The UE48JU7500 is a 48-inch TV that sits just above the centre of Samsung's new UHD TV range. In specification terms it's vey similar to the previously tested Samsung UE48JU7000, with one major exception.
Its screen is curved rather than flat.
The JU7500 wears this curve very attractively, thanks to the way the concave screen is married to a skinny and boldly chamfered bezel and a striking forward-thrusting single-bar stand. That said, its dark grey finish doesn't look anything like as opulent as the shinier metallic finish of Samsung's premium JS9500 and JS9000 TVs.
Despite being relatively affordable when compared with its high-end Samsung TV siblings, the UE48JU7500's curved screen and 3840 x 2160 native resolution aren't by any means its only attractions.
Also catching the eye is Samsung's new Tizen smart TV platform.
Samsung has long led the way in terms of the amount of online content its smart platform supports, especially when it comes to video streaming services, and the shift to Tizen hasn't changed this – despite the facts that a) other brands are now catching up fast and b) that at the time of writing a few key apps still aren't finalised for the Tizen platform.
It's a relief to find, too, that the Netflix and Amazon streaming apps both support 4K UHD.
As for the interface Tizen introduces, it's a big leap forward from the rather dictatorial and convoluted system Samsung has used on its Smart TVs for the past few years.
Particularly welcome is the shift from full-screen menus to neat, attractive overlaid menus that make much more effective use of the available screen real estate, and try much harder to give you more direct access to the content you most want to watch.
Emphasis is given to recently used apps and TV channels, and you can manually pin favourite content sources to the TV's Home menu.
At the time of writing, Samsung's Tizen TVs aren't equipped with the clever learning system found on Samsung's previous smart TVs, which monitored what you liked to watch and made content recommendations accordingly. This is a pity, since at the moment the Tizen approach almost feels slightly too simplistic at times – at least when you first start using it.
Happily there's good news ahead though, for Samsung informs me that it will be introducing a learning/recommendations element via firmware update later this year.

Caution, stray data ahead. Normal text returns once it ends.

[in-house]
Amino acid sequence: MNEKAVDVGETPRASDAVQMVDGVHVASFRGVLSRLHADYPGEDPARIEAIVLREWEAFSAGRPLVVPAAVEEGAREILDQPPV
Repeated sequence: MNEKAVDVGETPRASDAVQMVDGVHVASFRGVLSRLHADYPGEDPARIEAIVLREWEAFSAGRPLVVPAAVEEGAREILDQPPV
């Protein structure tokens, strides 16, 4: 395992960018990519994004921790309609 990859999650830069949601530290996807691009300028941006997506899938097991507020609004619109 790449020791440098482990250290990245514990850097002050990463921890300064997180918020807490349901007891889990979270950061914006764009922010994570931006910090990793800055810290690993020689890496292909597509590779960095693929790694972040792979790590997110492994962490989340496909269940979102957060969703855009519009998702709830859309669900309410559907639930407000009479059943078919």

Another surprising but welcome feature of the UE48JU7500 is its direct LED lighting system.
This finds the lights illuminating its pictures placed behind the LCD panel rather than around its edges – an approach that usually leads to a better contrast performance than you tend to get with edge LED TVs.
The UE48JU7500 can even control the light output of different sectors of its LEDs individually, to help bright picture areas look brighter and dark picture areas look darker.
The UE48JU7500 doesn't carry the Nano Crystal hardware colour solution delivered by Samsung's SUHD models, but it does employ the brand's PurColour processing engine to deliver an expanded colour range.
The set also boasts a host of other processing elements, including: an improved system for tweaking images to help them better suit the curved screen; block and general noise reduction systems; multi-level motion processing; and a still sadly much-needed system for converting HD – and even standard definition – to the screen's native 4K UHD resolution.
Connections on the UE48JU7500 are shared between the main TV body and an external Mini One Connect box. It seems a bit strange that you have to connect your Freeview HD and Freesat HD connections directly into the TV while you stick your HDMI sources into an external box, but we guess the Mini One Connect does at least reduce the amount of cable spaghetti going into the back of the TV.
No One Connect Upgrade
It's important to stress that unlike the grown up One Connect box you get with Samsung's JS9500 and JS9000 TVs, the Mini version does not carry any processing inside, and so can't be upgraded in the future like the full-bore One Connect can.
One last thing to cover on the UE48JU7500T's spec list is its 3D playback.
This is of the active variety (the passive system belongs to arch rival LG), but isn't, alas, supported by the inclusion of any free 3D glasses with the TV.
If you've been bitten by the high dynamic range bug, then unfortunately the UE48JU7500 isn't for you as it just doesn't support it. Although given how many rival brands have started claiming they can add HDR to their TVs via firmware updates we can't help but wonder if the UE48JU7500s might get a similar upgrade at some point.